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July 18, 2011

How to replant tomato seedlings

It is a third week of July and gardeners are busy preparing for the fall season. If you do not have any seedlings going, seed some tomatoes now. They take anywhere from four to six weeks to mature enough to be planted into the garden, and then about three months to give fruit. Our first frost usually comes around the second week of December in zone 9, and other zones accordingly , so you would want your tomatoes be done fruiting by the frost dates.

I seed my tomatoes in styrofoam "nursery" containers and after they show second leaves which are also called "first true leaves", they are replanted into the individual containers.

You should be careful about not exposing the roots of the seedlings to the sun, so the replanting is done, ideally, after the sunset. Carefully move the seedlings from the nursery container into some sort of a bowl and cover their roots with soil while you are replanting. I just hold the seedlings bunch with my hand while turning the nursery container upside down. Then I lower them into the bowl. Loosen up the seedlings so they separate from the bunch, fill a 16 ounce styrofoam cup with soil up to one-third, place the seedling into the cup holding it by the leaves, not the stem, and fill with the potting soil mix:

The soil should cover the seedling up to the leaves. One good thing about tomatoes is that they grow roots from the stem, so the more length you give them to grow the roots by covering the stem with soil, the better. Even if you have a brand new bag of potting mix and it feels moist, you should moist the styrofoam cup to the top. The best way to do that is to place the cup into some container filled with water and wait until the top of the surface feels and looks moist:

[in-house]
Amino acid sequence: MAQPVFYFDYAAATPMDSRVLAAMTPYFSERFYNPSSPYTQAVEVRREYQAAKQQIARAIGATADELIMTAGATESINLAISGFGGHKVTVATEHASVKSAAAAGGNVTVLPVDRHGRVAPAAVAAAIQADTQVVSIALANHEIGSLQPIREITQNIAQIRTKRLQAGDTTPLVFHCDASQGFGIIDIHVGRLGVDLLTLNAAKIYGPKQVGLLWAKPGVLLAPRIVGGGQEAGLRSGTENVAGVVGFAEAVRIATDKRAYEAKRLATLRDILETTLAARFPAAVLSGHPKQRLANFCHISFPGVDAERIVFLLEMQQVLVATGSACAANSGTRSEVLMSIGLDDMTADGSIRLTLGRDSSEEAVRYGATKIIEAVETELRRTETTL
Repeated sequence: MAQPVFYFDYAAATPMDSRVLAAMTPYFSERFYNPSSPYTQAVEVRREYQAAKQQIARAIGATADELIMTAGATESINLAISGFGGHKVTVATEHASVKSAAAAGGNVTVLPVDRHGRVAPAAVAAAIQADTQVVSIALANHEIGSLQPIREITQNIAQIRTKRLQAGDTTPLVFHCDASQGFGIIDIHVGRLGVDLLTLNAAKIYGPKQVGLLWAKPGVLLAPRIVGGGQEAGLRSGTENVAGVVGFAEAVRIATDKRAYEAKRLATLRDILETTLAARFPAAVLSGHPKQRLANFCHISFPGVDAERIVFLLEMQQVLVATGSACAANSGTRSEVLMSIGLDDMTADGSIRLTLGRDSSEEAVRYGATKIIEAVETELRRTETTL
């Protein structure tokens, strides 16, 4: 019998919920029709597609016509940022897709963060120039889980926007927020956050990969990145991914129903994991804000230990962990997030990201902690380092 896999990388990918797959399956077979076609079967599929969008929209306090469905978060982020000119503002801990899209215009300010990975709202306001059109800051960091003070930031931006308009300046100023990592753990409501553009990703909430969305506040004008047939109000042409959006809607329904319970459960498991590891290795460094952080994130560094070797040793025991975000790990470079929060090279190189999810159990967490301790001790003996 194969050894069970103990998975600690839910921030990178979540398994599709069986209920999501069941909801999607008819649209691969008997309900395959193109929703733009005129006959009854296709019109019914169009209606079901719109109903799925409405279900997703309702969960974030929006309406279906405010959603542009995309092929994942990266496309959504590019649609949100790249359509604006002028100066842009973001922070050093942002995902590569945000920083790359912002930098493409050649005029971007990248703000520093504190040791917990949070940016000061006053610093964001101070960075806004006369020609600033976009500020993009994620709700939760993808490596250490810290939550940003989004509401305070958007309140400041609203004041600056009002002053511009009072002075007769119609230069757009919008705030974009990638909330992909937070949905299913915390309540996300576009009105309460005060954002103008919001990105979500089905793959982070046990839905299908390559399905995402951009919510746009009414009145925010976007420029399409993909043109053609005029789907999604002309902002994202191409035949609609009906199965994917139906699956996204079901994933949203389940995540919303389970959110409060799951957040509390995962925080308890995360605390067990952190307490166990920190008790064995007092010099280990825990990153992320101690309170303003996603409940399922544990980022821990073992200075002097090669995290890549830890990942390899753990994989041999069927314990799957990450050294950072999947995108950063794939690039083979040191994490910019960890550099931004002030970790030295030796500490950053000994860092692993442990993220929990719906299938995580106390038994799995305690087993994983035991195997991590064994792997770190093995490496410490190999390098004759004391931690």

I usually plant around a hundred tomato seedlings of different varieties per season. Of course, not every seedling will survive, but that amount keeps our family well stocked with fresh tomatoes for eating, cooking and canning. Tomato plant produces on an average three to five pounds of tomatoes. To get even production plant different varieties according to their maturity dates; some tomatoes mature as soon as 58 days, others take longer, up to 120 days. Maturity dates are usually listed on a seed packet. Indeterminate (vining) tomatoes produce longer than determinate (bush) varieties.

When the seedlings in the cups are about four to six inches tall, they are ready to be replanted into the garden. From the cup to the garden it usually takes about a month. Set your cups in the dappled shade, preferably under a tree or a shade screen to filter the afternoon sun. The seedlings do not have an opportunity to send their roots into the coolness of the soil as they are confined in a small container. Keep them watered so that the surface of the cup is never dry. It might take daily watering if there is no rain. I normally use a garden hose on "shower" to give them a light bath and water thoroughly. Do not worry about overwatering; excess water will run off from the bottom of a container if you punched drain holes in it.


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